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09/13/12 10:40 PM ET

Scherzer's best start may be his quietest

CHICAGO -- Take your pick for your favorite Max Scherzer outing this season. Most folks will point to his 15-strikeout gem against the Pirates on May 20. Others will remind you about his eight scoreless innings, with 12 strikeouts, against the Rockies four weeks later.

Quietly, though, Wednesday's was one of Scherzer's better performances.

Scherzer made one mistake on Wednesday, a fourth-inning slider that caught too much of the plate before it was caught by Kevin Youkilis' home-run swing for a one-run White Sox lead. However, Scherzer did not give up the big inning to go with it. He came close, going to three full counts. Only Paul Konerko reached base out of it, hitting a two-out single before Scherzer stranded him by retiring Alex Rios.

Scherzer went to five full counts in his six innings, one big reason his pitch count climbed to 115 and his exit came one inning earlier than manager Jim Leyland would have liked.

Scherzer wasn't happy about going to full counts in the first place. He was happy to keep it at that.

"I think there were numerous times when it was 3-2 and I was still able to throw the changeup for a strike and collect an out in that situation," Scherzer said. "When I can do that for the team, that's usually when we get good results."

His two big full-count outs around Youkilis' home run both came on the changeup, a pitch he indicated he had tweaked a bit.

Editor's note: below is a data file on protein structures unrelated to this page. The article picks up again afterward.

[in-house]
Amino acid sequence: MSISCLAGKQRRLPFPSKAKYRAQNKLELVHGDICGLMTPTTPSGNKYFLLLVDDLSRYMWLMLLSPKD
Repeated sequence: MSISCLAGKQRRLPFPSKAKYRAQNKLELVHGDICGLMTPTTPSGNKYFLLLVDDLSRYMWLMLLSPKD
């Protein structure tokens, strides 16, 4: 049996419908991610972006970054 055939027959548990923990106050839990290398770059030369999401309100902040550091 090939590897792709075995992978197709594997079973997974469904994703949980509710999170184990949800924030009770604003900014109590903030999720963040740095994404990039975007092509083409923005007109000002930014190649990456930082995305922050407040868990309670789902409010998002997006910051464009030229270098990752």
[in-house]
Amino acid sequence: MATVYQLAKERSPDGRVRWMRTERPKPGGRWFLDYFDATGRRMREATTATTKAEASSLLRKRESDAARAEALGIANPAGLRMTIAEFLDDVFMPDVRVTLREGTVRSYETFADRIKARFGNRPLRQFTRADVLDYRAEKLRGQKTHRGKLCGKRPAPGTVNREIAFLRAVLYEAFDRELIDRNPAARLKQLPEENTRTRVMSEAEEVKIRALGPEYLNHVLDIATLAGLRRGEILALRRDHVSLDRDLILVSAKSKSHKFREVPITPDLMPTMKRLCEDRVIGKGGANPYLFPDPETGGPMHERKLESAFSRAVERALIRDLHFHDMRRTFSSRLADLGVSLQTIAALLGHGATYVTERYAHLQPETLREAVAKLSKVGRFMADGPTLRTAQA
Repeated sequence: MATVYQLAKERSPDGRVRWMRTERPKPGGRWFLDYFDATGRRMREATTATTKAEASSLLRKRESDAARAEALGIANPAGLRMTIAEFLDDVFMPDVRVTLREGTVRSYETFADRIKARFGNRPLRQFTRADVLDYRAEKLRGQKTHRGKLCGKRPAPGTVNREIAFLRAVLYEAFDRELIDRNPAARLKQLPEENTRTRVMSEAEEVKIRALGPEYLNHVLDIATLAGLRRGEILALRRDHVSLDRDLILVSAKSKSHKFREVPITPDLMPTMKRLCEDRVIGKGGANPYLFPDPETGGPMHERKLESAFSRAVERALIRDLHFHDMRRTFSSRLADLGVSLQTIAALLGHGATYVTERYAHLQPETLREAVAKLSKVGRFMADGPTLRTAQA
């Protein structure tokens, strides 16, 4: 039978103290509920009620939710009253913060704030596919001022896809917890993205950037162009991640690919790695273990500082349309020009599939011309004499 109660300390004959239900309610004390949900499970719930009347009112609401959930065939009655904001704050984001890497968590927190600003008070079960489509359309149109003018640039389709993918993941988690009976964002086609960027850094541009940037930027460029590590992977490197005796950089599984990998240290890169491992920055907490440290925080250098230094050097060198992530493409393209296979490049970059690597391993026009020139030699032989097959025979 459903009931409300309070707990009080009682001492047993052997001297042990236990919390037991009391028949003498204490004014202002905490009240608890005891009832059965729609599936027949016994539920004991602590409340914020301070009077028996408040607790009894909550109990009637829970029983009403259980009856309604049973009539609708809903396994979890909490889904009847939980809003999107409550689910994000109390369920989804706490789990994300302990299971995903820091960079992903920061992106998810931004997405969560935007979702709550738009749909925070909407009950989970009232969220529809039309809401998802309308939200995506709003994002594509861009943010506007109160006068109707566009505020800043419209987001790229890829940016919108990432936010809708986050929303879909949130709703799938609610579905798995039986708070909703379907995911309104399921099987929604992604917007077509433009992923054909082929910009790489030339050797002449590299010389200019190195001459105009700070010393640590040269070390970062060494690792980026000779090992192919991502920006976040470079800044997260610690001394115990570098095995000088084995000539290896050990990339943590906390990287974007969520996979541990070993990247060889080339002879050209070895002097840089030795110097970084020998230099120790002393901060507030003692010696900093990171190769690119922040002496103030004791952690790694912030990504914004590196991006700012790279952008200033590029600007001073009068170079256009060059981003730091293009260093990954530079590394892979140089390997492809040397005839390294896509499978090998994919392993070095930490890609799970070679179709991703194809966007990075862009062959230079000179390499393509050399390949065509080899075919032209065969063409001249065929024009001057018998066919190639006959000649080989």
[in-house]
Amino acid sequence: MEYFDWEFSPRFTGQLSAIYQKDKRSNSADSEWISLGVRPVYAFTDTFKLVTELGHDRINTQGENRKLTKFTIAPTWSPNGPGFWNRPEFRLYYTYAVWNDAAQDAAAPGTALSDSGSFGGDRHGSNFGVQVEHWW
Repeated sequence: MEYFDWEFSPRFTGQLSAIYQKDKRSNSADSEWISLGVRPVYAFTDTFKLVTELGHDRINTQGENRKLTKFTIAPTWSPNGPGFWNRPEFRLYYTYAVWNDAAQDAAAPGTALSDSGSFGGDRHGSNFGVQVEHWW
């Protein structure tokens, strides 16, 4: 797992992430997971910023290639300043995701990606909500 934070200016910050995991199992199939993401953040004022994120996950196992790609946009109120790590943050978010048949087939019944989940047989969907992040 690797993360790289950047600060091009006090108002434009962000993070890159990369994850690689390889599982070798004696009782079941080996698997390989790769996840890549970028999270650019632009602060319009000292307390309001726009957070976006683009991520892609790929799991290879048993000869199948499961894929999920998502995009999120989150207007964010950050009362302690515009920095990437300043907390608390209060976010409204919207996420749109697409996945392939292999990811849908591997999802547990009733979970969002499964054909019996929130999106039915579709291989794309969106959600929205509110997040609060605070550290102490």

As good as Scherzer's pitching has been for the past few months -- he's now 10-1 with a 2.53 ERA in his last 14 starts, allowing just 75 hits over 92 1/3 innings with 113 strikeouts -- his September stretch is a different kind of effective. He has gone 19 innings since issuing his last walk, a third-inning pass to Dewayne Wise in Comerica Park Sept. 1. He hadn't gone back-to-back outings without a walk since July of last season, a 20 2/3-inning stretch with the All-Star break in between. He proved stingy with walks the following month but gave up too much damage on hits.

These days, hitters aren't producing much damage off him at all.

"When he throws over the plate, he's tough," White Sox catcher A.J. Pierzynski said, "and he's been doing that for a few months now. That's why his record is what it is and his strikeout numbers are what they are and everything is just there."

Strained right quad lands Raburn on disabled list

CHICAGO -- Ryan Raburn and his strained right quadriceps have been sent home to Florida. Whether he'll appear in a Tigers uniform again is anybody's guess.

With Raburn unable to play at all on Wednesday and apparently nowhere close to being healthy enough to do so in the coming days, the Tigers made a rare September move, placing him on the 15-day disabled list.

Manager Jim Leyland and head athletic trainer Kevin Rand both said that Raburn will begin a rehab program in Florida to try to get back into playing shape. If he's ready, he'll play rehab games for the Tigers' Instructional League team with the possibility of being ready for a season-ending run.

From a practical standpoint, though, the logistics argue against that. Though the Tigers backdated Raburn's stint to Tuesday, the day after his ill-fated start against the White Sox, he still won't be eligible to be activated until the final week of the season -- and that's if everything goes right.

The strained quad was Raburn's original injury, dating back to his Minor League rehab assignment at Triple-A Toledo. By playing through it, however, he apparently injured his right hip and tweaked his right hamstring, adding to his problems.

"There's no just sense sitting around up here," Leyland said. "This time of year, you're treating enough guys as it is, let alone somebody who can't play. He lives right there, so he can go over [to Lakeland] and rehab. If it gets right, he can get some at-bats and we'll see what happens. I don't know what else to say. He can't play."